Abstract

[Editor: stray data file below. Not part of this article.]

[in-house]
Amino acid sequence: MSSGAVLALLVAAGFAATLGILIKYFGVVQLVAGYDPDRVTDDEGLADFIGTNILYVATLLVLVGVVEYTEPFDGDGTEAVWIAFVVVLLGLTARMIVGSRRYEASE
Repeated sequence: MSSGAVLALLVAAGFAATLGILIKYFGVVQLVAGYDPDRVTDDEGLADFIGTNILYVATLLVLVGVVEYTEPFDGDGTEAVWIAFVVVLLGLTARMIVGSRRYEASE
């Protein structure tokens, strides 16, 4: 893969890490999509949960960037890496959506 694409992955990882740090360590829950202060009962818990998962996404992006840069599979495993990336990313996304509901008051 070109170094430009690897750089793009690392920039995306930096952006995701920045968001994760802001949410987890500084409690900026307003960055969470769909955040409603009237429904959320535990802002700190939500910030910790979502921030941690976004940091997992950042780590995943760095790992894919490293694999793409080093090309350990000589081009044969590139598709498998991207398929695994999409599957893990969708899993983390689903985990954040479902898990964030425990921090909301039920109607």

Sedimentary structures produced by microbial activity are well known from ancient carbonate facies, but little is known about equivalent microbial structures in ancient siliciclastic facies. Wrinkle marks and Kinneyia ripples are closely related sedimentary structures that are commonly found in ancient siliciclastics, and they may represent microbial activity. To evaluate this possibility, these structures were studied in Vendian–Cambrian strata of North America and compared to structures formed by modern microbial mat communities in Redfish Bay, Texas. Striking similarities in sedimentologic, petrographic, and morphologic characteristics of modern and ancient occurrences suggest that the enigmatic but widespread ancient structures could have been formed by microbial processes. The relative abundance of these structures in siliciclastic facies of this interval further suggests that prior to the onset of relatively intense bioturbation in the Ordovician, microbial mats could have played a significant role in the evolution and diversification of early life in a broad variety of sea-floor environments.

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